All dog owners know that it can be a tad disconcerting when our beloved pooches exhibit some strange behaviors. Their quirkiness is endearing, but it also can be worrisome if the behavior could be due to something medical.
Almost all dog parents know the intense look of concentration that their dogs get, especially when they see treats! However, what about if your dog gets that look and stares at nothing? It could be the wall, a closed door, or simply into space.
Your dog’s unwavering stare at nothingness might mean something harmless. After all, haven’t you ever been caught by someone while you were lost in your thoughts and looking blankly while your mind is going a million miles a minute elsewhere?
However, there are also several medical reasons why your dog might be looking all spacey. To be sure, we’ll have to rule them out before addressing the potential behavioral reasons!
Before you giggle at your dog’s weird eccentricities, you might want to rule out these potential medical reasons completely. Although they are rarer than behavioral reasons, they would require immediate professional help.
Canine epilepsy is a neurological disorder that can cause mild to severe seizures in dogs. In addition to convulsions and other more obvious symptoms, a sign that a dog is having a seizure is also them staring blankly at nothingness and looking terribly confused.
Owners of epileptic dogs must take special steps to identify and manage the condition, from recognizing signs and symptoms to providing support during a seizure.
Owners need to understand their pup’s individual reaction to seizures to devise an effective treatment plan that keeps their pets comfortable, safe, and healthy. Proactive management strategies can help reduce the frequency and severity of seizures, as well as minimize any long-term damage that could be caused by recurrent episodes.
2. Worsening or Loss of Vision
A dog with worsening vision could be straining to see something that they ordinarily would have no trouble seeing and appear to be staring at nothing.
Infections, disease, and physical trauma can all lead to vision impairment in dogs. For example, corneal ulcers are caused by bacteria that enter the eye through scratches or other injuries.
In addition, certain viruses, such as canine herpesvirus, can cause inflammation in the eyes that lead to blindness. If a dog suffers an infection or severe injury that affects its eyesight, it may require medical intervention to restore its vision.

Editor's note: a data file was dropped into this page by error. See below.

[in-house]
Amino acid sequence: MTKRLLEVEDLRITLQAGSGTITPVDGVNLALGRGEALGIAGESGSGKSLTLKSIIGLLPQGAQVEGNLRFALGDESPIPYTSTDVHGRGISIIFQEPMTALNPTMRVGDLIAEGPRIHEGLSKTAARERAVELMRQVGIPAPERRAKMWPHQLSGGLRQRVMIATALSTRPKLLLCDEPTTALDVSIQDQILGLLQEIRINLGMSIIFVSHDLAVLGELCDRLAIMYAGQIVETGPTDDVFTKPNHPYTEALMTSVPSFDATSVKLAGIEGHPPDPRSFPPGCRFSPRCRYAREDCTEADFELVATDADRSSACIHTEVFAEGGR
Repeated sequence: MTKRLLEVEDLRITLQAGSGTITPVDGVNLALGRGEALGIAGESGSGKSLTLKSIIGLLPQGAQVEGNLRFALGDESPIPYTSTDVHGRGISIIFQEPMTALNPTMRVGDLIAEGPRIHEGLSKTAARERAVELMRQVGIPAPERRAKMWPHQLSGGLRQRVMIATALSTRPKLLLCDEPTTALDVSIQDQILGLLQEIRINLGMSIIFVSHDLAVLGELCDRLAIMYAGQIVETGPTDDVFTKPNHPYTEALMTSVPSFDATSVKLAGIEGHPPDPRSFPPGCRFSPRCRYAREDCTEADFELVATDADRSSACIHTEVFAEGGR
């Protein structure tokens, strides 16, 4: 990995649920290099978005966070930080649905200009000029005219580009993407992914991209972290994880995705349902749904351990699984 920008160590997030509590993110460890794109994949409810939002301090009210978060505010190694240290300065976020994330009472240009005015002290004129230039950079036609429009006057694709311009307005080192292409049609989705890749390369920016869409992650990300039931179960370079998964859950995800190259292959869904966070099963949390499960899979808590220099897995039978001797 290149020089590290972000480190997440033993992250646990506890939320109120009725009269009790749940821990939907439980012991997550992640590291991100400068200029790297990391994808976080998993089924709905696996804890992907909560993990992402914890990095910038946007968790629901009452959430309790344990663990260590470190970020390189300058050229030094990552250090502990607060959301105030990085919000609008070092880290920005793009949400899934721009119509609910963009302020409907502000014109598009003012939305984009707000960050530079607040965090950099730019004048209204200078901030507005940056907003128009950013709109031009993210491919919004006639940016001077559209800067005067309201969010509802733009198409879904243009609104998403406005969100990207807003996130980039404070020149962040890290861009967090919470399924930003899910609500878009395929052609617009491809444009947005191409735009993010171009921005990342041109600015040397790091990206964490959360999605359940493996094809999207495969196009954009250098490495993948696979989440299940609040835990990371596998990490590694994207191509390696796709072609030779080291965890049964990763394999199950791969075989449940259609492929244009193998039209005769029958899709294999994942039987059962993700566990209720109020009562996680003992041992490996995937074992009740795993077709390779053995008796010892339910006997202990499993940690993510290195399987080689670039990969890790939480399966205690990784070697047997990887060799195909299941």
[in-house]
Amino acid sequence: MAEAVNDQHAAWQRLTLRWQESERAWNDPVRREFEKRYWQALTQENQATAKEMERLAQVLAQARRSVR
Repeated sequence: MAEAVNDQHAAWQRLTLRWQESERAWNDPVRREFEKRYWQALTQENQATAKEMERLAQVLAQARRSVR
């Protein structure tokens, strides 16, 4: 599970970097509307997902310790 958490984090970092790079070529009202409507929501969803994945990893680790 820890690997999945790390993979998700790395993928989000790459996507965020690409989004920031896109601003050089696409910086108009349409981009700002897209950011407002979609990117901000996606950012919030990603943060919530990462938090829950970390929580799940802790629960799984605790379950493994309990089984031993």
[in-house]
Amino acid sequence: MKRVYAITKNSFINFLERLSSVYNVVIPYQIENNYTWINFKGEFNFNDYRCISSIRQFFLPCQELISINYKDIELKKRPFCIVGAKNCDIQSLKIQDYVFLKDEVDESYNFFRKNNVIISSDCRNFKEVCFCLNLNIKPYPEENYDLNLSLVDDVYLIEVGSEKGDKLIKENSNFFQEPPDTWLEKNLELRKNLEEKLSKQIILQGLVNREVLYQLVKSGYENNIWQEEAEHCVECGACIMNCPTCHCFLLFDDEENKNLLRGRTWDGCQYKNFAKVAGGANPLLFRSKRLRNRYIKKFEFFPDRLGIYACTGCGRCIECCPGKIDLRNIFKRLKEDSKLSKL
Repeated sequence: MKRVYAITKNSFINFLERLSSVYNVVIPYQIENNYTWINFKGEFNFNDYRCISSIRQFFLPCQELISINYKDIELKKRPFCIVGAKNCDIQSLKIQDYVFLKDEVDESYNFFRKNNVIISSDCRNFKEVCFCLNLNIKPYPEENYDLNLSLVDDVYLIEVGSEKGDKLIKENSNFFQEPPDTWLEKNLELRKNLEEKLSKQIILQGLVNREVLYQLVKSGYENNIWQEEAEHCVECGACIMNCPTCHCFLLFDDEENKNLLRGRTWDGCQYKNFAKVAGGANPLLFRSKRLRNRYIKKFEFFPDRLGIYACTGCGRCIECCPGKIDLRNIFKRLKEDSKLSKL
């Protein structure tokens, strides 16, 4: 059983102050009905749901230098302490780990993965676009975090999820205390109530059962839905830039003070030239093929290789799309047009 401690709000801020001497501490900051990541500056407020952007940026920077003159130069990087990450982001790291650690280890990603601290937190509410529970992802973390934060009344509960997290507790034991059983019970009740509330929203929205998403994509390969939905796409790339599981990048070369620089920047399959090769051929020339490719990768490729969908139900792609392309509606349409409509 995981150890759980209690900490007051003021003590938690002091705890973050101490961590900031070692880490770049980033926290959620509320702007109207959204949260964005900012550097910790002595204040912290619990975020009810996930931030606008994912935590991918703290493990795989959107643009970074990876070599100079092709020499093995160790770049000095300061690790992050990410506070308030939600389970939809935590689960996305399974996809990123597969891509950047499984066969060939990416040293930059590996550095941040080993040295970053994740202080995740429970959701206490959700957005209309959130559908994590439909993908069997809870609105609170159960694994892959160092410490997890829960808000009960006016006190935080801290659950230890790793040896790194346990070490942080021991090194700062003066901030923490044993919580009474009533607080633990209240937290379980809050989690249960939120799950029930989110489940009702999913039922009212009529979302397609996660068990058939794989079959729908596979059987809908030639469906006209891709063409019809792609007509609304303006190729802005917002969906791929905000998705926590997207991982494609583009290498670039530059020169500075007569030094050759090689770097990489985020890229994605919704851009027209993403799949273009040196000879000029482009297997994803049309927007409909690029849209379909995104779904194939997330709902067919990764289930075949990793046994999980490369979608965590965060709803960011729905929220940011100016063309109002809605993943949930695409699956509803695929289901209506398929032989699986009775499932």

As dogs age, they may develop cataracts which can lead to vision problems or even complete blindness if left untreated. Cataracts occur when proteins accumulate on the lens of the eye and block light from entering it properly.
Treatment is possible through surgery but only if caught early enough. Additionally, glaucoma is another condition that affects older dogs more frequently than younger ones; pressure builds up in the eye due to fluid buildup causing irreversible damage if not treated immediately with medication or surgery.
Certain breeds are predisposed to certain genetic conditions which may cause vision impairment or blindness in puppies born with them. Progressive retinal atrophy (PRA) is one such condition caused by the degeneration of photoreceptor cells in the retina and leads to gradual blindness over time.
There is no cure for this condition so preventative measures should be taken if you own a breed known for its susceptibility to PRA such as Retrievers and Toy Poodles.
Lastly, diabetes is another key reason for the loss of vision in dogs. If your furry friend has diabetes, their ability to see and navigate can quickly deteriorate as excess blood glucose strips away the nourishment needed for healthy eyesight.
Unfortunately, such vision loss can be permanent if not managed promptly by veterinary professionals. Furthermore, months or even years of living with undiagnosed or untreated diabetes leads to increased risks for other conditions such as heart disease, kidney failure, and nerve damage.
Vision loss can be heartbreaking for any pet owner but knowing what causes it can help you prepare for it before it happens and take action quickly if it does occur. Infections, age-related conditions, genetic diseases—these are all potential causes of vision loss in dogs so make sure you provide your pup with regular checkups so any issues may be identified early on and treated promptly before they become too serious.
3. Confusion or Cognitive Dysfunction Syndrome (CDS)